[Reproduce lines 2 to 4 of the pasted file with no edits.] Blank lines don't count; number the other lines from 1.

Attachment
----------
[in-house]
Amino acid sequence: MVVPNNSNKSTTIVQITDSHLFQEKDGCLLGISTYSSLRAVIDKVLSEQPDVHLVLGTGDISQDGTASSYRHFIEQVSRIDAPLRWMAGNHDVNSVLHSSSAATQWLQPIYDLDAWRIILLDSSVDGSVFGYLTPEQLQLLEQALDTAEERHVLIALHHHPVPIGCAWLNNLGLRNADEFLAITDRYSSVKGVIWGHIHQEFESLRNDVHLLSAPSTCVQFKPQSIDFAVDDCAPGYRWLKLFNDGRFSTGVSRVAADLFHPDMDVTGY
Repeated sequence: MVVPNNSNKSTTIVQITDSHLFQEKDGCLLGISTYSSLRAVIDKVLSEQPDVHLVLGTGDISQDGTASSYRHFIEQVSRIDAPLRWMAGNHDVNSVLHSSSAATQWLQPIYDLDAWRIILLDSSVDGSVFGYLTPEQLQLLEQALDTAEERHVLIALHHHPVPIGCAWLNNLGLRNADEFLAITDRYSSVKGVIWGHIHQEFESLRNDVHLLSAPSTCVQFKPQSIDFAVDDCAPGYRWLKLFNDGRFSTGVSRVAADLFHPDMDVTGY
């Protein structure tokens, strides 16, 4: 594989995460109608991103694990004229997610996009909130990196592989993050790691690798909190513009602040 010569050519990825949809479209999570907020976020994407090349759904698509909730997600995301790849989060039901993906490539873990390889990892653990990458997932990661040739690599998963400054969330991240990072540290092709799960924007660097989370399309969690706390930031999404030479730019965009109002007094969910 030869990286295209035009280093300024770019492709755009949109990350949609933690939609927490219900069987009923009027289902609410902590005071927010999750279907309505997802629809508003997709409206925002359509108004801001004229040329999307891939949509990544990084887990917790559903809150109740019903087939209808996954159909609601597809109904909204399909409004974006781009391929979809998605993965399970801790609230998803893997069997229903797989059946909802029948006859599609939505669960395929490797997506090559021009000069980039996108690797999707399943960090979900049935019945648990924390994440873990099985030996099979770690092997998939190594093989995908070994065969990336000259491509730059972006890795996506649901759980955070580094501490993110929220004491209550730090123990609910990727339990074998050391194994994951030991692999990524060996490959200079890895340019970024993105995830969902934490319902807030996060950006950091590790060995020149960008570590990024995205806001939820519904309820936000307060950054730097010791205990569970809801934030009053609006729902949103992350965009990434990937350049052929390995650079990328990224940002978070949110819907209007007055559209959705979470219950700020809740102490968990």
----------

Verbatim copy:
Amino acid sequence: MVVPNNSNKSTTIVQITDSHLFQEKDGCLLGISTYSSLRAVIDKVLSEQPDVHLVLGTGDISQDGTASSYRHFIEQVSRIDAPLRWMAGNHDVNSVLHSSSAATQWLQPIYDLDAWRIILLDSSVDGSVFGYLTPEQLQLLEQALDTAEERHVLIALHHHPVPIGCAWLNNLGLRNADEFLAITDRYSSVKGVIWGHIHQEFESLRNDVHLLSAPSTCVQFKPQSIDFAVDDCAPGYRWLKLFNDGRFSTGVSRVAADLFHPDMDVTGY
Repeated sequence: MVVPNNSNKSTTIVQITDSHLFQEKDGCLLGISTYSSLRAVIDKVLSEQPDVHLVLGTGDISQDGTASSYRHFIEQVSRIDAPLRWMAGNHDVNSVLHSSSAATQWLQPIYDLDAWRIILLDSSVDGSVFGYLTPEQLQLLEQALDTAEERHVLIALHHHPVPIGCAWLNNLGLRNADEFLAITDRYSSVKGVIWGHIHQEFESLRNDVHLLSAPSTCVQFKPQSIDFAVDDCAPGYRWLKLFNDGRFSTGVSRVAADLFHPDMDVTGY
């Protein structure tokens, strides 16, 4: 594989995460109608991103694990004229997610996009909130990196592989993050790691690798909190513009602040 010569050519990825949809479209999570907020976020994407090349759904698509909730997600995301790849989060039901993906490539873990390889990892653990990458997932990661040739690599998963400054969330991240990072540290092709799960924007660097989370399309969690706390930031999404030479730019965009109002007094969910 030869990286295209035009280093300024770019492709755009949109990350949609933690939609927490219900069987009923009027289902609410902590005071927010999750279907309505997802629809508003997709409206925002359509108004801001004229040329999307891939949509990544990084887990917790559903809150109740019903087939209808996954159909609601597809109904909204399909409004974006781009391929979809998605993965399970801790609230998803893997069997229903797989059946909802029948006859599609939505669960395929490797997506090559021009000069980039996108690797999707399943960090979900049935019945648990924390994440873990099985030996099979770690092997998939190594093989995908070994065969990336000259491509730059972006890795996506649901759980955070580094501490993110929220004491209550730090123990609910990727339990074998050391194994994951030991692999990524060996490959200079890895340019970024993105995830969902934490319902807030996060950006950091590790060995020149960008570590990024995205806001939820519904309820936000307060950054730097010791205990569970809801934030009053609006729902949103992350965009990434990937350049052929390995650079990328990224940002978070949110819907209007007055559209959705979470219950700020809740102490968990």